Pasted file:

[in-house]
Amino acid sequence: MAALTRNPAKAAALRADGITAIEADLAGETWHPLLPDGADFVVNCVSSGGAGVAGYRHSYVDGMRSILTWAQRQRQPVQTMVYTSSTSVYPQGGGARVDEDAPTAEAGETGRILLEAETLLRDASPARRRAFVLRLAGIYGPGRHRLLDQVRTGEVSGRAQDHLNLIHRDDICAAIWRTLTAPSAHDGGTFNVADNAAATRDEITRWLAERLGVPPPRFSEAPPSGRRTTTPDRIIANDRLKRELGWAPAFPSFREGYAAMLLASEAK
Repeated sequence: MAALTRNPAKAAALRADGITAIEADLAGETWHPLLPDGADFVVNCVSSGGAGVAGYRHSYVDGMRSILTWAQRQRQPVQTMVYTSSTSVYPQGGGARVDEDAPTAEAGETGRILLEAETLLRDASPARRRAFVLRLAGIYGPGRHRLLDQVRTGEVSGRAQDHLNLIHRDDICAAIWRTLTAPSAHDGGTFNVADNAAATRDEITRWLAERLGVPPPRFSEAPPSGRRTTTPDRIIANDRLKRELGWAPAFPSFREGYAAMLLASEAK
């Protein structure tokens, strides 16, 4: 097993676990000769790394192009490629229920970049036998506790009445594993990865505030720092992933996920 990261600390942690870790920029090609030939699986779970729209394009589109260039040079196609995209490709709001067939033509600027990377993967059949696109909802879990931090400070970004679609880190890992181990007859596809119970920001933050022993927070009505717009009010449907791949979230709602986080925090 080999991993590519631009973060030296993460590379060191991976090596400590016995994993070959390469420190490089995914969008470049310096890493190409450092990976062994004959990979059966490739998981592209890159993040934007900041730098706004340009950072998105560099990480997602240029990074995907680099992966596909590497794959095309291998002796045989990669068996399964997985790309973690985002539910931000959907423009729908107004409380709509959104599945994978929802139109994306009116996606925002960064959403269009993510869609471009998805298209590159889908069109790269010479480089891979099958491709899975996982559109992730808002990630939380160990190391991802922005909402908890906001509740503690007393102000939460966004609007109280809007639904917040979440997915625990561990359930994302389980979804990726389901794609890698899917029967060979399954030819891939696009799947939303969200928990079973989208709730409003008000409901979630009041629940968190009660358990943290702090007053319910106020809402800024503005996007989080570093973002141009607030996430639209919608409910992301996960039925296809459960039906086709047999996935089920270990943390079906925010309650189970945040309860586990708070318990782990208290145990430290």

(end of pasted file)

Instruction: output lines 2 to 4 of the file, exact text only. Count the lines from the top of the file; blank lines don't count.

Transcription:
Amino acid sequence: MAALTRNPAKAAALRADGITAIEADLAGETWHPLLPDGADFVVNCVSSGGAGVAGYRHSYVDGMRSILTWAQRQRQPVQTMVYTSSTSVYPQGGGARVDEDAPTAEAGETGRILLEAETLLRDASPARRRAFVLRLAGIYGPGRHRLLDQVRTGEVSGRAQDHLNLIHRDDICAAIWRTLTAPSAHDGGTFNVADNAAATRDEITRWLAERLGVPPPRFSEAPPSGRRTTTPDRIIANDRLKRELGWAPAFPSFREGYAAMLLASEAK
Repeated sequence: MAALTRNPAKAAALRADGITAIEADLAGETWHPLLPDGADFVVNCVSSGGAGVAGYRHSYVDGMRSILTWAQRQRQPVQTMVYTSSTSVYPQGGGARVDEDAPTAEAGETGRILLEAETLLRDASPARRRAFVLRLAGIYGPGRHRLLDQVRTGEVSGRAQDHLNLIHRDDICAAIWRTLTAPSAHDGGTFNVADNAAATRDEITRWLAERLGVPPPRFSEAPPSGRRTTTPDRIIANDRLKRELGWAPAFPSFREGYAAMLLASEAK
């Protein structure tokens, strides 16, 4: 097993676990000769790394192009490629229920970049036998506790009445594993990865505030720092992933996920 990261600390942690870790920029090609030939699986779970729209394009589109260039040079196609995209490709709001067939033509600027990377993967059949696109909802879990931090400070970004679609880190890992181990007859596809119970920001933050022993927070009505717009009010449907791949979230709602986080925090 080999991993590519631009973060030296993460590379060191991976090596400590016995994993070959390469420190490089995914969008470049310096890493190409450092990976062994004959990979059966490739998981592209890159993040934007900041730098706004340009950072998105560099990480997602240029990074995907680099992966596909590497794959095309291998002796045989990669068996399964997985790309973690985002539910931000959907423009729908107004409380709509959104599945994978929802139109994306009116996606925002960064959403269009993510869609471009998805298209590159889908069109790269010479480089891979099958491709899975996982559109992730808002990630939380160990190391991802922005909402908890906001509740503690007393102000939460966004609007109280809007639904917040979440997915625990561990359930994302389980979804990726389901794609890698899917029967060979399954030819891939696009799947939303969200928990079973989208709730409003008000409901979630009041629940968190009660358990943290702090007053319910106020809402800024503005996007989080570093973002141009607030996430639209919608409910992301996960039925296809459960039906086709047999996935089920270990943390079906925010309650189970945040309860586990708070318990782990208290145990430290």